The White House warning came after the US ambassador to the United Nations, Nikki Haley, told reporters in NY that "there are clear reasons" for the Trump administration to withhold $255 million in assistance to Pakistan.
"There are clear reasons for this".
Pakistan has criticized and noted with "deep disappointment" charges contained in a New Year tweet by U.S. President Donald Trump and said Islamabad could not be held responsible for the "collective failure" in Afghanistan.
Pakistani officials strongly rebuked U.S. President Donald Trump for accusing the country of providing a "safe haven to the terrorists we hunt in Afghanistan" and threatening to cut off U.S. aid. "That game is not acceptable to this administration".
He said despite longstanding U.S. allegations against Pakistan allowing militants to operate from its territory, the two countries have a lot to build on, including Islamabad's efforts to stay on democratic course and continue its fight against terrorists against all odds.
In his first Tweet of the year on Monday, Trump accused Pakistan for lying to the United States and offering "little help" in hunting terrorists in Afghanistan. "No more!" Trump tweeted.
Pakistan's foreign minister Khawaja Asif in a tweet challenged President Trump's claim that the USA has given Pakistan more than $33 billion dollars as aid over the last 15 years, saying verification by an audit firm would prove the United States president wrong.
But a sizable portion of the payments under CSF are tied to Pakistan's actions against terrorism - specifically the Haqqani Network, an Afghan Taliban affiliate - that must be certified by the administration for congress to clear the bill.
However, he said, in case the United States took action against Pakistan, it would be responded to in accordance with the aspirations of the Pakistani people.
However, China gave Islamabad its backing, with Foreign Ministry spokesman Geng Shuang saying that Pakistan "has made a prominent contribution to global antiterror efforts".
Responding to the oft-repeated allegations, Maj Gen Ghafoor, the military's media wing chief, said Pakistan had taken action against the Haqqani network.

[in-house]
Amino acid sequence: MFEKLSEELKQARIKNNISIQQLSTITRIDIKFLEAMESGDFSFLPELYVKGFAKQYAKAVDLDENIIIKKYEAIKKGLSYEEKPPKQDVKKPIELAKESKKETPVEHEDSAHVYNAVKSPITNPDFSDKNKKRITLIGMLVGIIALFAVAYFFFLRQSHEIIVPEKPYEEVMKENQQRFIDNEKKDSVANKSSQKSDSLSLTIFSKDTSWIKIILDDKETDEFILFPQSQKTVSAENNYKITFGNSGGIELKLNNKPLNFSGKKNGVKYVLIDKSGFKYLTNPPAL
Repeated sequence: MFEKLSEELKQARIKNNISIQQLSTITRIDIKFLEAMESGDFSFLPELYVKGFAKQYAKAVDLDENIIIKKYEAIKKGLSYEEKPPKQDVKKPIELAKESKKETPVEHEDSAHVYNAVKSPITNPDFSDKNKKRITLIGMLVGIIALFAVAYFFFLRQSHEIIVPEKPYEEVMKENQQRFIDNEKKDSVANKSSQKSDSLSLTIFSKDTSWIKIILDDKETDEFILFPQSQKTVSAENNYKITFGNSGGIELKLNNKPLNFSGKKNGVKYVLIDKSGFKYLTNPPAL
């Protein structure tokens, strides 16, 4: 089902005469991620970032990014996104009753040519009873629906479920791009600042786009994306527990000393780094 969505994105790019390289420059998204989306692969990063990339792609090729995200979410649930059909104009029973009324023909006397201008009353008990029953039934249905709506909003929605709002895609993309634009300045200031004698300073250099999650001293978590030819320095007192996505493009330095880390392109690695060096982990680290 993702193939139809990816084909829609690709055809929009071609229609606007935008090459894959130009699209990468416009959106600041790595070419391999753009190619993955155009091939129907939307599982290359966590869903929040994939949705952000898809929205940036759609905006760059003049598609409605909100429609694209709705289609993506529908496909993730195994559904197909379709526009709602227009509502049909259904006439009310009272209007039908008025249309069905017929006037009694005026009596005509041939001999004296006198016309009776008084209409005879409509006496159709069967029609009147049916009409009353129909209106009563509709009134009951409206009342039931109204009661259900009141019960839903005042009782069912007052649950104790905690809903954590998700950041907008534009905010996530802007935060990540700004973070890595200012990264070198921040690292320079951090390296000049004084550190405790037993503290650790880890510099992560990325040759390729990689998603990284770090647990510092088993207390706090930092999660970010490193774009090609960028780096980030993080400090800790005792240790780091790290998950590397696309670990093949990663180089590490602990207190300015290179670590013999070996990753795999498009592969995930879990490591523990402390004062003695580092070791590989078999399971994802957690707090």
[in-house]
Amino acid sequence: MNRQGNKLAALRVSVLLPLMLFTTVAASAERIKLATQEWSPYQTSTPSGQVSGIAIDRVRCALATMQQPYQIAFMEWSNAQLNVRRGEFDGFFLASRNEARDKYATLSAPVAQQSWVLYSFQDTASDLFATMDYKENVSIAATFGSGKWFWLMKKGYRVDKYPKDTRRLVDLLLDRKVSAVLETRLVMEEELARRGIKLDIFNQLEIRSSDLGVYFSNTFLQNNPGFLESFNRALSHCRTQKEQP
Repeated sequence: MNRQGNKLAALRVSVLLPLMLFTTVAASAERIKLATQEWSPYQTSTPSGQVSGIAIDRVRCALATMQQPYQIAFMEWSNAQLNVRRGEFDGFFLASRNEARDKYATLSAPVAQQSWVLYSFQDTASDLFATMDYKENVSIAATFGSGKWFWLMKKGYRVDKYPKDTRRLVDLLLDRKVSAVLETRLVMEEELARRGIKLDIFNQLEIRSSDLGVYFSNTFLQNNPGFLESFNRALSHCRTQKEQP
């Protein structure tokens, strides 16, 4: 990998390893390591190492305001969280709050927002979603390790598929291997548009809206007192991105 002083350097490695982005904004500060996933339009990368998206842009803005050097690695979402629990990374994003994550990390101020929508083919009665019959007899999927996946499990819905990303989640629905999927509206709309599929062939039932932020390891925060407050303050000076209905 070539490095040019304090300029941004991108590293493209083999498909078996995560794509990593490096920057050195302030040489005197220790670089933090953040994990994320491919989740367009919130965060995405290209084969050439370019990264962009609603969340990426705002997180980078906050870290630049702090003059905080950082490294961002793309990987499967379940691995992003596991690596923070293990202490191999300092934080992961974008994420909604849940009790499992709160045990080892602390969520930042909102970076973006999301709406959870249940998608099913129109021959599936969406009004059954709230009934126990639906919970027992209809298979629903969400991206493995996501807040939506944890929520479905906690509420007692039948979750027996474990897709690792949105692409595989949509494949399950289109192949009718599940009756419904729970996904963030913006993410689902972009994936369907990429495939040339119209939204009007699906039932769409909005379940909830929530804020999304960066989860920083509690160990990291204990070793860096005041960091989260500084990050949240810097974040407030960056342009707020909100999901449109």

Islamabad bristles at the suggestion it is not doing enough to fight militants, noting that its casualties at the hands of Islamists since 2001 number in the tens of thousands.
Meanwhile, Syed Khursheed Shah, the leader of the opposition in the National Assembly, urged Pakistani politicians to come together and issue a bipartisan "unified response" to Trump's recent statements against Islamabad, reports Dawn. The meeting, which lasted almost three hours, was brought forward by a day and followed an earlier meeting of army generals.
According to the Express Tribune, Pakistan has already made a decision to reconsider its ties to the United States and "adopt a tough stance" following Trump's comments.
But that's precisely what Trump's tweet has allowed Islamabad to do: tout the lost lives as entirely Washington's doing, and point to the shared "land and air spaces" along with "military intel" in the War on Terror, while simultaneously claiming that Pakistan should never have entered the war to begin with.
Trump had reasoned that the United States is "starting to develop a much better relationship with Pakistan and its leaders". As an example, we pay the Palestinians HUNDRED OF MILLIONS OF DOLLARS a year and get no appreciation or respect.